Q. Does a believer have authority to cast out demons, heal the sick, raise the dead?
As I understand it, God still does use believers to do works of healing and deliverance in our day. However, I would stress that the authority we’ve been given to do this is delegated authority. It is to be used under God’s directions, in God’s way and in God’s time, to fulfill God’s purposes, which are to declare through such works like these that His kingdom is breaking into our world.
In other words, we don’t have a blank check simply to “take authority” over any sickness or case of oppression that we might encounter. There needs to be a discernment process in which we seek to discover how God wants us to use the authority he has delegated to us in this particular situation.
Jesus himself said, “The Son can do nothing by himself; he can do only what he sees his Father doing.” And so, for example, when Jesus heard that Lazarus was sick, he first explained to his disciples, ““This sickness is not unto death, but for the glory of God.” In other words, Jesus had discerned that God wanted to use the occasion of Lazarus’ sickness and eventual death as an opportunity to announce the coming of His kingdom. Many people believed in Jesus because of the miraculous sign he did in raising Lazarus from the dead.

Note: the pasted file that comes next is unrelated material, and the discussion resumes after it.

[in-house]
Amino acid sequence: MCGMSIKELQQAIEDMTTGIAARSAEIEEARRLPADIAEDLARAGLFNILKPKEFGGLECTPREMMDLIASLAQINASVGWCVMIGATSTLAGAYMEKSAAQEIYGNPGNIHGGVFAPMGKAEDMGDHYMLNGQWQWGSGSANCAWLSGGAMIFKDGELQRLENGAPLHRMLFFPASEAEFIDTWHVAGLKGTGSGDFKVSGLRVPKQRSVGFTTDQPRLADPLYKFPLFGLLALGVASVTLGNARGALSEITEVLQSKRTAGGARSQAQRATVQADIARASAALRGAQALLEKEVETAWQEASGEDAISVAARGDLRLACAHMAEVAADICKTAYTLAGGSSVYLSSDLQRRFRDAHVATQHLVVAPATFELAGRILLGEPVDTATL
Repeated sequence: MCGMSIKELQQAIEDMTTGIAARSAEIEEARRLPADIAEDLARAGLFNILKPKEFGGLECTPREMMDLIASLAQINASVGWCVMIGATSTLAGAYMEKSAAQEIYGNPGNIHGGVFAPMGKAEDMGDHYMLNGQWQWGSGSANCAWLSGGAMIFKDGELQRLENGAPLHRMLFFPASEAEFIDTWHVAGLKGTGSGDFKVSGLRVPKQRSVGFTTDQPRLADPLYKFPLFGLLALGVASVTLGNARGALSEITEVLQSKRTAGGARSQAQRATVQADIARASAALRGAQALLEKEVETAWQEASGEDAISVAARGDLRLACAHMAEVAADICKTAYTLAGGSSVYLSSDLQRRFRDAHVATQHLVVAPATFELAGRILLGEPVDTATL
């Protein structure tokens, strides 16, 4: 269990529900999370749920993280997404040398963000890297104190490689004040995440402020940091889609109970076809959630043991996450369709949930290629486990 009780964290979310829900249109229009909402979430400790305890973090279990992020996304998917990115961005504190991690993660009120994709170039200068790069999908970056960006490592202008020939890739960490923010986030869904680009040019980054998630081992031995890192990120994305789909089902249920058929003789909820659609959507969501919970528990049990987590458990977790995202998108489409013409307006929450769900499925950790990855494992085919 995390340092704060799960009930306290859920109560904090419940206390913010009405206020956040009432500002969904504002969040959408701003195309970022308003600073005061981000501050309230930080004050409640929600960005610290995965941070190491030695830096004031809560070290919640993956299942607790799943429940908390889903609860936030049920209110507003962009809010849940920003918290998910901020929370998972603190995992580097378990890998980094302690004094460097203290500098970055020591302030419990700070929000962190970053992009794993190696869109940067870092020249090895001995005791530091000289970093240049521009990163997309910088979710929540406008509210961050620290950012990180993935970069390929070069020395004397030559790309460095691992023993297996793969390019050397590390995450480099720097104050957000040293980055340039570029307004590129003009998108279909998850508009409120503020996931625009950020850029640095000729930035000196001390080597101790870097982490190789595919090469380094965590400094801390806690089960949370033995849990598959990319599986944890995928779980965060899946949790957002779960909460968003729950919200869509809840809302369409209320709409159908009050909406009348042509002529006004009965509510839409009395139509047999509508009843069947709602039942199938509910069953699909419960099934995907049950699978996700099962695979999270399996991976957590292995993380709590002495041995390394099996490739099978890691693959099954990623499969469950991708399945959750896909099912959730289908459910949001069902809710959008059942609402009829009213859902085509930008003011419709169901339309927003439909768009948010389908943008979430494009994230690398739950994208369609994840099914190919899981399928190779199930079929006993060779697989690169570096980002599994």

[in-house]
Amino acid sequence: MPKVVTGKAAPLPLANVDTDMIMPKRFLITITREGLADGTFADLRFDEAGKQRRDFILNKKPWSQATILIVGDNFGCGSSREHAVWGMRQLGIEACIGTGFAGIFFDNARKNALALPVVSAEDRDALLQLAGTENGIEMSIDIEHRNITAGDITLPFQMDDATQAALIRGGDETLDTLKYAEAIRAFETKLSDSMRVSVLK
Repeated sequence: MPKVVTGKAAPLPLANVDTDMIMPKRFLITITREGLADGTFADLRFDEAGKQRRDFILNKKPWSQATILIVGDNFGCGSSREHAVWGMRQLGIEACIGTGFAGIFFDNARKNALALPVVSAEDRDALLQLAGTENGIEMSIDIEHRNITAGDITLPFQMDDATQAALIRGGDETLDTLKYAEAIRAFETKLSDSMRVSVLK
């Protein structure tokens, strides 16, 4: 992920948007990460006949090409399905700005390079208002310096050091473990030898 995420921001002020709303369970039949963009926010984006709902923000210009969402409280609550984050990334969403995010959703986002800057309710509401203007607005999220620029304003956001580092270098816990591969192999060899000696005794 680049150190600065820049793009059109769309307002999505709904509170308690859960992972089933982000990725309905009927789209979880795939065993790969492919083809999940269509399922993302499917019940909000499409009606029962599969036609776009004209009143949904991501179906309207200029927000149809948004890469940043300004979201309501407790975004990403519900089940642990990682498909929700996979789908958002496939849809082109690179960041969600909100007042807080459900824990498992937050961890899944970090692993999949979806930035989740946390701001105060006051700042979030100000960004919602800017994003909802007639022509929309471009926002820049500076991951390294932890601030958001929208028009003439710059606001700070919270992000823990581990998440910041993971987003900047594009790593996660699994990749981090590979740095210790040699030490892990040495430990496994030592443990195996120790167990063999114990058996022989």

However, if Jesus had discerned instead that Lazarus’ sickness was “unto death,” that is, that his “time had come” and God meant instead to bring him home into His presence, then while Jesus would probably still have gone to provide strength and encouragement to Lazarus and his sisters, he wouldn’t necessarily have healed him, or have acted with such authority (“Lazarus, come out!”) if he had died before his arrival.
It’s really hard to imagine this second possibility, however, because Jesus was something of a special case. He actually embodied God’s inbreaking kingdom in his own person. And that’s why we hear over and over again in the gospels that Jesus healed everybody who came to him. It’s hard to picture Jesus not using any occasion as an opportunity to announce God’s kingdom.
But later in the New Testament we discover that Jesus was indeed exceptional in this way. Paul had to tell Timothy in his second letter, for example, “I left Trophimus sick in Miletus.” Even though previously Paul had done extraordinary miracles of healing, in this case he had to go on without a badly needed co-worker because God apparently had a different purpose at work in the situation, as difficult as it might be for us to understand what it could have been.
All that said, I would encourage a person who felt strongly that God wanted to demonstrate His power and presence in a given situation, in order to announce the presence and liberating, life-giving character of his coming kingdom, to pray and act in bold faith, believing that God might indeed use them as a channel to bring about healing and deliverance.
Here are a couple of other posts that relate to this same subject: